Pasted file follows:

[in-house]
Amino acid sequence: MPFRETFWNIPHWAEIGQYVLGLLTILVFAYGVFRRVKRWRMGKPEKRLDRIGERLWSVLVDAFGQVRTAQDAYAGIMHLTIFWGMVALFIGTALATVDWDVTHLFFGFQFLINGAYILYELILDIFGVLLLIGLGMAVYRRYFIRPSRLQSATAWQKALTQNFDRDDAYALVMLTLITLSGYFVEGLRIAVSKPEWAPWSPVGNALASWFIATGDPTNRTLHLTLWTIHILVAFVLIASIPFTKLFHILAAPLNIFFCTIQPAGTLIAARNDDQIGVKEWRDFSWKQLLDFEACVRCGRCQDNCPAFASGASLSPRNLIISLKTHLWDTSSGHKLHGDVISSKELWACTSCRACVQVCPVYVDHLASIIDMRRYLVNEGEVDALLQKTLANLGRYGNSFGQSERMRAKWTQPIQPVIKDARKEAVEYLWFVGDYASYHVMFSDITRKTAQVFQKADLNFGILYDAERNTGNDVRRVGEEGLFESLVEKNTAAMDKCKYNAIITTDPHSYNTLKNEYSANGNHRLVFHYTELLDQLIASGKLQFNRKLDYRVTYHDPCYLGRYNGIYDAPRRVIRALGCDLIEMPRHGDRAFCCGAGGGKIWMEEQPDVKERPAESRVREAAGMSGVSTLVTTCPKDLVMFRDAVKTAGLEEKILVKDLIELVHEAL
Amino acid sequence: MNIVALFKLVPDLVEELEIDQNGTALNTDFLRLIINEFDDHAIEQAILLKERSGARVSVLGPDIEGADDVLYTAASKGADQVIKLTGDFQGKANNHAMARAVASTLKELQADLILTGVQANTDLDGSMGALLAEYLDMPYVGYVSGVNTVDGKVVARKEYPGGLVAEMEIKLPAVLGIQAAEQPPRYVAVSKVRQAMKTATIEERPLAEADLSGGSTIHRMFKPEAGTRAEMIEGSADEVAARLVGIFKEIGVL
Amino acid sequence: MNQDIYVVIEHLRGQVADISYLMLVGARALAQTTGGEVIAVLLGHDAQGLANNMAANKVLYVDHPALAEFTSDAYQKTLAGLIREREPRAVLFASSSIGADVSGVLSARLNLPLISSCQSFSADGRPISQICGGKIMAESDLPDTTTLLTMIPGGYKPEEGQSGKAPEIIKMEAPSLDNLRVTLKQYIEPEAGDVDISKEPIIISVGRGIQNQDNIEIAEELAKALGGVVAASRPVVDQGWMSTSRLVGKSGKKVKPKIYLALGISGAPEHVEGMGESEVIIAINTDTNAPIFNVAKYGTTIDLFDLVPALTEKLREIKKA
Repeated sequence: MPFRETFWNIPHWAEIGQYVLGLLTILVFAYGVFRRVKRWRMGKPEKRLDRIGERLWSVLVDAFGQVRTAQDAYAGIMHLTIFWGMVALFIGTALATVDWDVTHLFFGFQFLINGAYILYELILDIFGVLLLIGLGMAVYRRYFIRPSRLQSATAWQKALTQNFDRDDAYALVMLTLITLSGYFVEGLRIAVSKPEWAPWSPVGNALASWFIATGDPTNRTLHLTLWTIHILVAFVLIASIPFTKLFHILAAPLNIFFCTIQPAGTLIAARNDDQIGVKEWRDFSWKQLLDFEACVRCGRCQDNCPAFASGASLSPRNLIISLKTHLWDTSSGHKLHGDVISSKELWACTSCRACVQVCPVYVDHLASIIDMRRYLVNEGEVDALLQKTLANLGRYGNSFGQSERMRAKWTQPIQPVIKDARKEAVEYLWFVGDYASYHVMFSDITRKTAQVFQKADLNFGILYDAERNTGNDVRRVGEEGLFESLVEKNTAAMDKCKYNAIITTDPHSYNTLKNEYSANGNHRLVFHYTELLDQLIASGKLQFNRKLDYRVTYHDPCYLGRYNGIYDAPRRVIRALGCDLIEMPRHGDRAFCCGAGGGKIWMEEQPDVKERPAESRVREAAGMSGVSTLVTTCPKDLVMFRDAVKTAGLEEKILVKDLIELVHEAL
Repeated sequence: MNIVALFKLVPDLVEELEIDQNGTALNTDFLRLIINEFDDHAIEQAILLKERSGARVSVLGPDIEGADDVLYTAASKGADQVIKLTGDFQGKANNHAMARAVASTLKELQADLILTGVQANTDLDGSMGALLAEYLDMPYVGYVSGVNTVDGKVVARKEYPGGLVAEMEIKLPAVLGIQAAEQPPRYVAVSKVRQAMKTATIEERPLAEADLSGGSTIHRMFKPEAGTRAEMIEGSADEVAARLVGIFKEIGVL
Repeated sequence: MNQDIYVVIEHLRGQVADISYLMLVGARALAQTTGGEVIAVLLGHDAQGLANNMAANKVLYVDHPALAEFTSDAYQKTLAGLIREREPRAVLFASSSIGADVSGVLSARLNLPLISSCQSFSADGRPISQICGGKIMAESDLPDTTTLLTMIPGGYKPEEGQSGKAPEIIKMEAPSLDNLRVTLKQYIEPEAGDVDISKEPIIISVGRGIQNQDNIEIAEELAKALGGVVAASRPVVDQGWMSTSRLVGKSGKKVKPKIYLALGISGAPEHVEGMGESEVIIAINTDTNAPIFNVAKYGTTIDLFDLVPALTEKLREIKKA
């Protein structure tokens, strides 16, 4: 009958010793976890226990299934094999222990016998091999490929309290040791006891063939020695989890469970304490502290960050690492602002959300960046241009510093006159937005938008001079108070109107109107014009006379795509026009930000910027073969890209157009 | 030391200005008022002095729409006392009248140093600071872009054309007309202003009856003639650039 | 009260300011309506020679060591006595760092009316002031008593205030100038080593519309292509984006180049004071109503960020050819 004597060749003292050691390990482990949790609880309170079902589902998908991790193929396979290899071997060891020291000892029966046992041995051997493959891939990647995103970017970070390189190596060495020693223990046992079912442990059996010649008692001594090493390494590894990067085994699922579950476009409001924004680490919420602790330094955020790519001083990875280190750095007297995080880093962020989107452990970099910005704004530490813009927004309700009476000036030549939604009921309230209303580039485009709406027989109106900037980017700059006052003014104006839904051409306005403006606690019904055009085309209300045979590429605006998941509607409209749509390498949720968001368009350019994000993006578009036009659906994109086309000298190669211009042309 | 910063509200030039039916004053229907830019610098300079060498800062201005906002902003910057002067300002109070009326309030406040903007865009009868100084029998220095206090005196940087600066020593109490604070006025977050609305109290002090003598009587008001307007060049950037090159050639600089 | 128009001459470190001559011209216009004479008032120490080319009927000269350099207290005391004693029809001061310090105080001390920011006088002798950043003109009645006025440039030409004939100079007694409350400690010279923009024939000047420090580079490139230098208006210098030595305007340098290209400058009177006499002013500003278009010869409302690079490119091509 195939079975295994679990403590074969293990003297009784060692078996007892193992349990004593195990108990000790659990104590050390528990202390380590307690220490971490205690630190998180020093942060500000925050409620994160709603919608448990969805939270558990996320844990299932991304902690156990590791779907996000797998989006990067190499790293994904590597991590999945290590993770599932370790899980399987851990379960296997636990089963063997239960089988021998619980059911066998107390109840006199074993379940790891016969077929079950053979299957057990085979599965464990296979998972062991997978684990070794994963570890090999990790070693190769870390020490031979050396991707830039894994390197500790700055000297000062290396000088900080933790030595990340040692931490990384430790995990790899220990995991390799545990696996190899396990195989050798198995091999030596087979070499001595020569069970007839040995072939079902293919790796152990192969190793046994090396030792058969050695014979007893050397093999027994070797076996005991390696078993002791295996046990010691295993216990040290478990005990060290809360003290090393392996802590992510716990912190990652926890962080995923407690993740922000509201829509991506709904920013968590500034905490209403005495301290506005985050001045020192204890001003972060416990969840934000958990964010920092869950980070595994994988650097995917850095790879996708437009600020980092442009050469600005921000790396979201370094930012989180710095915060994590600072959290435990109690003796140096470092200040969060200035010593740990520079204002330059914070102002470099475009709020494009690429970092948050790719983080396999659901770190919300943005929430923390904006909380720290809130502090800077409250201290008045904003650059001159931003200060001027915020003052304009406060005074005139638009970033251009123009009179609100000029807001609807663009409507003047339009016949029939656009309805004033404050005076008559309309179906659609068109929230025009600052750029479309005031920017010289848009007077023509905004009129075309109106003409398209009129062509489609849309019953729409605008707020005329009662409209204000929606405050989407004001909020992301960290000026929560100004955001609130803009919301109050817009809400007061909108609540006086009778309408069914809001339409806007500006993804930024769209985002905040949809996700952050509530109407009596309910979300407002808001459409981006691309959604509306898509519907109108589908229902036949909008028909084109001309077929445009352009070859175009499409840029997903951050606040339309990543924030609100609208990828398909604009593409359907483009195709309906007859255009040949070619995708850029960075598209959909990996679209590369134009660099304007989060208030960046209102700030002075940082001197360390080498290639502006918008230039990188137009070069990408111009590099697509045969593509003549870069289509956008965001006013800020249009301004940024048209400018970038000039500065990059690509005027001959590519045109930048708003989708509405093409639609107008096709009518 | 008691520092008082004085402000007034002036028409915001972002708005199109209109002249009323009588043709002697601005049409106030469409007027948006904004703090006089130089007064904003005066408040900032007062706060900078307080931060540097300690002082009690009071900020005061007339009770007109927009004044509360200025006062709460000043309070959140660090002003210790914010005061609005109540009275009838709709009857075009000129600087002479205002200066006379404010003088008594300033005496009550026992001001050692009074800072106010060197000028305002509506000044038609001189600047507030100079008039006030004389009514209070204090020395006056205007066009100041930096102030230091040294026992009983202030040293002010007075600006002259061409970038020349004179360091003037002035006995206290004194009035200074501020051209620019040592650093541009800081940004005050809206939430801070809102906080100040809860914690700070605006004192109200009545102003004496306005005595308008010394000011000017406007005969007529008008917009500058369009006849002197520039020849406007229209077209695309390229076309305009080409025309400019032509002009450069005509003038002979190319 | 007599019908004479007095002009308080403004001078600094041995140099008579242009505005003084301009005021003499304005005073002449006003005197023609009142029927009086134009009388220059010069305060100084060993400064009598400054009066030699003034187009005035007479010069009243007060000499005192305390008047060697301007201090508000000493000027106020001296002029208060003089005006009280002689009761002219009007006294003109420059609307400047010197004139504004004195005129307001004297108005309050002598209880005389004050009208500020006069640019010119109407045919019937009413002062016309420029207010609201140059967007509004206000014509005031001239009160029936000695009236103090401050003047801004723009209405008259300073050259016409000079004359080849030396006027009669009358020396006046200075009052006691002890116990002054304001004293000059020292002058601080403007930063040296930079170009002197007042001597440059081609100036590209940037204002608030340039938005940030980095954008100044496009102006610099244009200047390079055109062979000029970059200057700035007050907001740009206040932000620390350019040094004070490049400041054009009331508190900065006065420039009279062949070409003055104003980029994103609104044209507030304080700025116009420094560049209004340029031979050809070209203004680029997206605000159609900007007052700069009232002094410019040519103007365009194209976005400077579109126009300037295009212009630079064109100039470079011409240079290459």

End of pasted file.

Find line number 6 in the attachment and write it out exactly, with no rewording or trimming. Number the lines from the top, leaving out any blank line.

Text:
Repeated sequence: MNIVALFKLVPDLVEELEIDQNGTALNTDFLRLIINEFDDHAIEQAILLKERSGARVSVLGPDIEGADDVLYTAASKGADQVIKLTGDFQGKANNHAMARAVASTLKELQADLILTGVQANTDLDGSMGALLAEYLDMPYVGYVSGVNTVDGKVVARKEYPGGLVAEMEIKLPAVLGIQAAEQPPRYVAVSKVRQAMKTATIEERPLAEADLSGGSTIHRMFKPEAGTRAEMIEGSADEVAARLVGIFKEIGVL